Harold Battiste

From Wikipedia, the free encyclopedia
Jump to navigation Jump to search
Harold Battiste
Battiste in 2012
Battiste in 2012
Background information
Birth nameHarold Raymond Battiste Jr.
Born(1931-10-28)October 28, 1931
New Orleans, Louisiana, U.S.
DiedJune 19, 2015(2015-06-19) (aged 83)
New Orleans, Louisiana, U.S.
GenresR&B, jazz
Occupation(s)Musician, arranger, record producer
Instrument(s)Saxophone, piano
Years active1957–2015

Harold Raymond Battiste Jr. (October 28, 1931 – June 19, 2015)[1] was an American music composer, arranger, performer, and teacher. A native of, and later community leader in, New Orleans, he is best known for his work as an arranger on records by Sam Cooke, Joe Jones, Lee Dorsey, Sonny and Cher, Dr. John, and others.


Born in New Orleans, Louisiana, United States,[1] he grew up in the Magnolia Projects. He attended Dillard University, earning a B.S. in music in 1953 and becoming a proficient saxophonist, pianist, and arranger. He formed his first group, with Alvin Batiste (clarinet) and Edward Blackwell (drums) while at university.[2]

His first success as a studio arranger was with Sam Cooke’s "You Send Me"[3] in 1957. In 1961, he initiated the first African American musician-owned record label in the American South, All For One, better known as AFO Records.[4] Within a few months, they produced a million-selling hit single, Barbara George’s "I Know (You Don't Love Me No More)" (AFO#302).[5] The label also released the first album by Ellis Marsalis, The Monkey Puzzle. Battiste's other professional contributions as a producer and arranger for studio, film, stage and television include Joe Jones' "You Talk Too Much", Lee Dorsey's "Ya Ya", and Sonny and Cher's "I Got You Babe".[3] Battiste introduced audiences to New Orleans artist Mac Rebennack as Dr. John, and produced his earliest albums.[4]

Battiste spent 30 years in Los Angeles, including 15 years with Sonny and Cher, earning six gold records, and acting as musical director on their TV series. He also played piano for Tom Waits's songs "Whistlin' Past The Graveyard" and "A Sweet Little Bullet from a Pretty Blue Gun" on Blue Valentine (1978),[6] and baritone saxophone on Gram Parson's 1973 album, GP.[7]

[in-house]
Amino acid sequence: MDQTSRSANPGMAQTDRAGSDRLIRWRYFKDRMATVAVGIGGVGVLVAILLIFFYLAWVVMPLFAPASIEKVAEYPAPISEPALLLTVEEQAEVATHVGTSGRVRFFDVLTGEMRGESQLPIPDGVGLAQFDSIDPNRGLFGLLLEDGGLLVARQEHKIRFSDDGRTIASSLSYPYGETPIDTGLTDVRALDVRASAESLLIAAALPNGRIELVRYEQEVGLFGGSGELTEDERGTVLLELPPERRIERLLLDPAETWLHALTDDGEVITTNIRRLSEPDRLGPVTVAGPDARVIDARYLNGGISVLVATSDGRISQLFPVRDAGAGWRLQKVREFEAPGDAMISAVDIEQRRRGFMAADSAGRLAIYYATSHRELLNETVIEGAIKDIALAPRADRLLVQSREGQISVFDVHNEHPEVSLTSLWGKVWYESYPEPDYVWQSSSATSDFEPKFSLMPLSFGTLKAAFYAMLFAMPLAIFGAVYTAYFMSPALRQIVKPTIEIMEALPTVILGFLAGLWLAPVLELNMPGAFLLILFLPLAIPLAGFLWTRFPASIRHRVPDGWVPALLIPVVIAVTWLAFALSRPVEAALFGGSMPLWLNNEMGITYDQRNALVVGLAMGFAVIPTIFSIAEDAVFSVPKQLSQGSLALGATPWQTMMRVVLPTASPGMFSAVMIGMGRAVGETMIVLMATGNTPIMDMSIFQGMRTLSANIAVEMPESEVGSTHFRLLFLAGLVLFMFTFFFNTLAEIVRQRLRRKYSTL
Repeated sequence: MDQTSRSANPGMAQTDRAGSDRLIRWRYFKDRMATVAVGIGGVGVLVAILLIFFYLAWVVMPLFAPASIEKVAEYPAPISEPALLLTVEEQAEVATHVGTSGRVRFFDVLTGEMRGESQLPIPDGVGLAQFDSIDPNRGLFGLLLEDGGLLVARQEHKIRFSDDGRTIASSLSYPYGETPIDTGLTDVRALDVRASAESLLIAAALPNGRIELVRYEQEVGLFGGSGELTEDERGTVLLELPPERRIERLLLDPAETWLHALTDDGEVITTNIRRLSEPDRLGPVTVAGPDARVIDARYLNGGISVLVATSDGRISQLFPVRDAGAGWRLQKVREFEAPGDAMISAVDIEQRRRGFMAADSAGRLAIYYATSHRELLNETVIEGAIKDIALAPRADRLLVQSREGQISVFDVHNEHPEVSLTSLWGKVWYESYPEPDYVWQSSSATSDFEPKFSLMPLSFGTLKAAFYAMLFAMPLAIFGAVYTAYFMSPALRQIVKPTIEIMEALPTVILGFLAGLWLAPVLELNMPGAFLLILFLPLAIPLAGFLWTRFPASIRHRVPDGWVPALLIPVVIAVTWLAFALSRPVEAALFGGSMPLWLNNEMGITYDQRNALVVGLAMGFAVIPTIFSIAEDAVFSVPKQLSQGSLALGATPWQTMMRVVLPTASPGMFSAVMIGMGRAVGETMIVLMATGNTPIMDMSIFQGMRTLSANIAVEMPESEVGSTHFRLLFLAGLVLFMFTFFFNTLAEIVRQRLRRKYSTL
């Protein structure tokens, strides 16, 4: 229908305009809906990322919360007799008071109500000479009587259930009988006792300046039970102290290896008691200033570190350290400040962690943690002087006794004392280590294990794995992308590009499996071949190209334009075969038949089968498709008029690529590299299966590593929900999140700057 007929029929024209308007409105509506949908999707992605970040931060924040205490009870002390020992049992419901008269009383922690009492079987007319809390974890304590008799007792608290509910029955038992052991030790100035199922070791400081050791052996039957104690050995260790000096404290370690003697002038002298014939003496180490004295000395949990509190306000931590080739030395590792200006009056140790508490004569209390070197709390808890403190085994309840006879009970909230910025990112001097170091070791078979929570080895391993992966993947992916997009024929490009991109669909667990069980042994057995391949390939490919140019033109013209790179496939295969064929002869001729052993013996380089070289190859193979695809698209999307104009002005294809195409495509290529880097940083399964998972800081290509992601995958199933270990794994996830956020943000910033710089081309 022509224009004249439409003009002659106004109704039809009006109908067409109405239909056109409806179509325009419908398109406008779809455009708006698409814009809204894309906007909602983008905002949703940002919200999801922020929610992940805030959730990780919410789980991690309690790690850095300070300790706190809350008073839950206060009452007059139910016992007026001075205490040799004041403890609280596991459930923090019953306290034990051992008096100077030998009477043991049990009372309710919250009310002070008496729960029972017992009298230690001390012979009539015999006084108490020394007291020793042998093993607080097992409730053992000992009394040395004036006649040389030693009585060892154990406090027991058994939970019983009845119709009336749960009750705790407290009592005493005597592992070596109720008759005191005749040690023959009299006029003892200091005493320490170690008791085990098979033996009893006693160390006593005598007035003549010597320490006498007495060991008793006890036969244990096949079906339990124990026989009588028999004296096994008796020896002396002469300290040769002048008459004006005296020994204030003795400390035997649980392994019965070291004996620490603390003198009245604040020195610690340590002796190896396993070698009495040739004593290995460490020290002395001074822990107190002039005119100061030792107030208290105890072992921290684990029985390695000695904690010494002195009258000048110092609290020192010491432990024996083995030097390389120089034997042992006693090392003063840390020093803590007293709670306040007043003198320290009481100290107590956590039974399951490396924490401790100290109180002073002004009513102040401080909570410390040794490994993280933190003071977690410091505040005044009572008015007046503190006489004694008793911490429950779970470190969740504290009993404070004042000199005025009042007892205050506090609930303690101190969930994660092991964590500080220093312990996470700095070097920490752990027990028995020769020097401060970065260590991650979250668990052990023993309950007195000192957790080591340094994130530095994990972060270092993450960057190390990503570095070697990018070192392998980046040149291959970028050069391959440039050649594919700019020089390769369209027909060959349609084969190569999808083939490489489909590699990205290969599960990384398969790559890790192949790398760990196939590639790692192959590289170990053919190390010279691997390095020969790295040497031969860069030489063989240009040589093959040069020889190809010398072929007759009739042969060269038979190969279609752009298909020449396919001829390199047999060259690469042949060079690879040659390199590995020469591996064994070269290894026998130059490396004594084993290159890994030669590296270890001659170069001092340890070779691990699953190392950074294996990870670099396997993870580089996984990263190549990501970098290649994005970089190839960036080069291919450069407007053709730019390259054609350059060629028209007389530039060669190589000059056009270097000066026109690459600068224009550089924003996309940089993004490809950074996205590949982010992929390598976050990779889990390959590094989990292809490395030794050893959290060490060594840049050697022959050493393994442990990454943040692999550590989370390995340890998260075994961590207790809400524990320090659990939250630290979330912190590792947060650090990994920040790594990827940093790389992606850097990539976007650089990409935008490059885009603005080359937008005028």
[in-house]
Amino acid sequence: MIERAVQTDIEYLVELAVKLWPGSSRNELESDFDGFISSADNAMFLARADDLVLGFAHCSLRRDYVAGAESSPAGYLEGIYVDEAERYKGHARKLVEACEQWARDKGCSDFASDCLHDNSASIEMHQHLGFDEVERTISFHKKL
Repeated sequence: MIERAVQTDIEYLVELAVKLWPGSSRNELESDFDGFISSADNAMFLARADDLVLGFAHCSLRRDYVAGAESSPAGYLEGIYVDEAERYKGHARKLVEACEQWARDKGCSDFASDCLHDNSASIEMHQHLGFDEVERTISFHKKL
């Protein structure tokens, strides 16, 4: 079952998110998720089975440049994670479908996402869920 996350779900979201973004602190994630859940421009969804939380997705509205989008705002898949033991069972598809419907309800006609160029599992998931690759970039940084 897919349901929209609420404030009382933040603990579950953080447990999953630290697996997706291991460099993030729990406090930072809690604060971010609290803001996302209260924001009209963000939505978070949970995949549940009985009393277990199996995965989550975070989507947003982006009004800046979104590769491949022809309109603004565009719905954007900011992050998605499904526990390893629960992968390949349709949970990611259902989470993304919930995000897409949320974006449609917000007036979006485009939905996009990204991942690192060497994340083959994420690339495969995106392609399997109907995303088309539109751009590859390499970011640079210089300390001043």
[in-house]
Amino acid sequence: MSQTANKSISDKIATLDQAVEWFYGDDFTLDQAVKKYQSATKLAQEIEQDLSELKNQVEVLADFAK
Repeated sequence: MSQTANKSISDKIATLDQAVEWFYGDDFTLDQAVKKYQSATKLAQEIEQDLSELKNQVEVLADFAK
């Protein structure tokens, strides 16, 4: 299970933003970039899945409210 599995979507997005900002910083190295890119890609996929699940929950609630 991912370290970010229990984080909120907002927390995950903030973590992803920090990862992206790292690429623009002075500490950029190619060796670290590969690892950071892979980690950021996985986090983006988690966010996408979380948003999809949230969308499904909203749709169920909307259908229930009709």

Battiste was also a lecturer at several colleges, and in 1989, he joined Ellis Marsalis Jr. on the Jazz Studies faculty of the University of New Orleans.[8] He established the AFO Foundation, a non-profit service and educational organization, dedicated to recognizing, perpetuating and documenting the heritage of New Orleans music, and the people who make the music.[5]

Battiste remained active in the community, and served as a board member of the Congo Square Cultural Collective, the Louisiana State Music Commission, New Orleans Jazz and Heritage Foundation, Louisiana Jazz Federation, the African Cultural Endowment and numerous other cultural organizations. He received the Beau Arts Award, the Mayor's Arts Award, the Governor's Arts Lifetime Achievement Award and many others. In 1998, the City of New Orleans proclaimed his birthday as Harold Battiste Day. In 2010 the Historic New Orleans Collection published his autobiography Unfinished Blues.[5]

Battiste died on June 19, 2015, aged 83, after a period of declining health.[9]


  • Battiste, Harold Jr. (2010). Unfinished Blues...Memories of a New Orleans Music Man. The Historic New Orleans Collection. ISBN 978-0917860553.


  1. ^ a b Roberts, Sam (June 25, 2015). "Harold Battiste, Musician, Mentor and Arranger, Dies at 83". The New York Times. Retrieved February 5, 2016.
  2. ^ Sinclair, John (April 1994). "Harold Battiste: Prophet with Honor in His Own Land". Radio Free Amsterdam. Archived from the original on 2015-06-20. Retrieved 2015-06-19.
  3. ^ a b Smith, Tod (2 November 2003). "A Brief History of Modern Jazz in New Orleans". All About Jazz.
  4. ^ a b Reid, Molly (20 June 2008). "Tribute scheduled for Harold Battiste Jr". The Times-Picayune.
  5. ^ a b c Skelly, Richard. "Harold Battiste, Jr. Biography". AllMusic. Retrieved June 22, 2015.
  6. ^ "Blue Valentine - Tom Waits | Credits". AllMusic. Retrieved August 14, 2021.
  7. ^ "GP - Gram Parsons | Credits". AllMusic. Retrieved August 14, 2021.
  8. ^ "Undergraduate/Graduate Catalog 2005-2006" (PDF). 41 (1). University of New Orleans. August 2005: 12. {{cite journal}}: Cite journal requires |journal= (help)
  9. ^ Spera, Keith (19 June 2015). "Harold Battiste, New Orleans saxophonist, composer and educator, dies at 83". The Times-Picayune.

External links[edit]